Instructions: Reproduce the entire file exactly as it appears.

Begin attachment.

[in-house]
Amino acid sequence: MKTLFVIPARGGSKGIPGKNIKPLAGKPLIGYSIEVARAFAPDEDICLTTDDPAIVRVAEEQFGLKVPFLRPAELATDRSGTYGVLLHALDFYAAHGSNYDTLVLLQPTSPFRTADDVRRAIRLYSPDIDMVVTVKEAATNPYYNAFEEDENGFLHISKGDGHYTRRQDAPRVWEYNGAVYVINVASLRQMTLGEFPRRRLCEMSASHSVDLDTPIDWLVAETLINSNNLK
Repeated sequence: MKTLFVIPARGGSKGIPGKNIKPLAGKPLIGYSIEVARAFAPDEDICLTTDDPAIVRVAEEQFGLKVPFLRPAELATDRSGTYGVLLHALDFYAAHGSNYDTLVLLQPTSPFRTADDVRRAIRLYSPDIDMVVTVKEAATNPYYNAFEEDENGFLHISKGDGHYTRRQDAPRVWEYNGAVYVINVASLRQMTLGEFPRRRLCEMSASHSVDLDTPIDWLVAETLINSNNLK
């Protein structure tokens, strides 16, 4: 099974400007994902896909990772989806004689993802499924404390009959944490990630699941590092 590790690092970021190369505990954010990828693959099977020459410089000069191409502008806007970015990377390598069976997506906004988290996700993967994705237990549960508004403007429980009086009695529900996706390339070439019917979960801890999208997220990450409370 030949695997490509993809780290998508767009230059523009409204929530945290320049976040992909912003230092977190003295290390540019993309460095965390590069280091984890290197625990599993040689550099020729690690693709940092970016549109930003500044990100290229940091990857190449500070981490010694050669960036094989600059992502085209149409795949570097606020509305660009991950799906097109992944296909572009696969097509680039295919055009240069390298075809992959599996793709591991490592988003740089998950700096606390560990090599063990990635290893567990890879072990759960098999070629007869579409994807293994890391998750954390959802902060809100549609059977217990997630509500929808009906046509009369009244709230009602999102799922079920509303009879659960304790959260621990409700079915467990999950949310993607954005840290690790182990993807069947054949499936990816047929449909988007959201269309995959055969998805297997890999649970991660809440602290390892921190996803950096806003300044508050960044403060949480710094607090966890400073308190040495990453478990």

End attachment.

[in-house]
Amino acid sequence: MKTLFVIPARGGSKGIPGKNIKPLAGKPLIGYSIEVARAFAPDEDICLTTDDPAIVRVAEEQFGLKVPFLRPAELATDRSGTYGVLLHALDFYAAHGSNYDTLVLLQPTSPFRTADDVRRAIRLYSPDIDMVVTVKEAATNPYYNAFEEDENGFLHISKGDGHYTRRQDAPRVWEYNGAVYVINVASLRQMTLGEFPRRRLCEMSASHSVDLDTPIDWLVAETLINSNNLK
Repeated sequence: MKTLFVIPARGGSKGIPGKNIKPLAGKPLIGYSIEVARAFAPDEDICLTTDDPAIVRVAEEQFGLKVPFLRPAELATDRSGTYGVLLHALDFYAAHGSNYDTLVLLQPTSPFRTADDVRRAIRLYSPDIDMVVTVKEAATNPYYNAFEEDENGFLHISKGDGHYTRRQDAPRVWEYNGAVYVINVASLRQMTLGEFPRRRLCEMSASHSVDLDTPIDWLVAETLINSNNLK
């Protein structure tokens, strides 16, 4: 099974400007994902896909990772989806004689993802499924404390009959944490990630699941590092 590790690092970021190369505990954010990828693959099977020459410089000069191409502008806007970015990377390598069976997506906004988290996700993967994705237990549960508004403007429980009086009695529900996706390339070439019917979960801890999208997220990450409370 030949695997490509993809780290998508767009230059523009409204929530945290320049976040992909912003230092977190003295290390540019993309460095965390590069280091984890290197625990599993040689550099020729690690693709940092970016549109930003500044990100290229940091990857190449500070981490010694050669960036094989600059992502085209149409795949570097606020509305660009991950799906097109992944296909572009696969097509680039295919055009240069390298075809992959599996793709591991490592988003740089998950700096606390560990090599063990990635290893567990890879072990759960098999070629007869579409994807293994890391998750954390959802902060809100549609059977217990997630509500929808009906046509009369009244709230009602999102799922079920509303009879659960304790959260621990409700079915467990999950949310993607954005840290690790182990993807069947054949499936990816047929449909988007959201269309995959055969998805297997890999649970991660809440602290390892921190996803950096806003300044508050960044403060949480710094607090966890400073308190040495990453478990």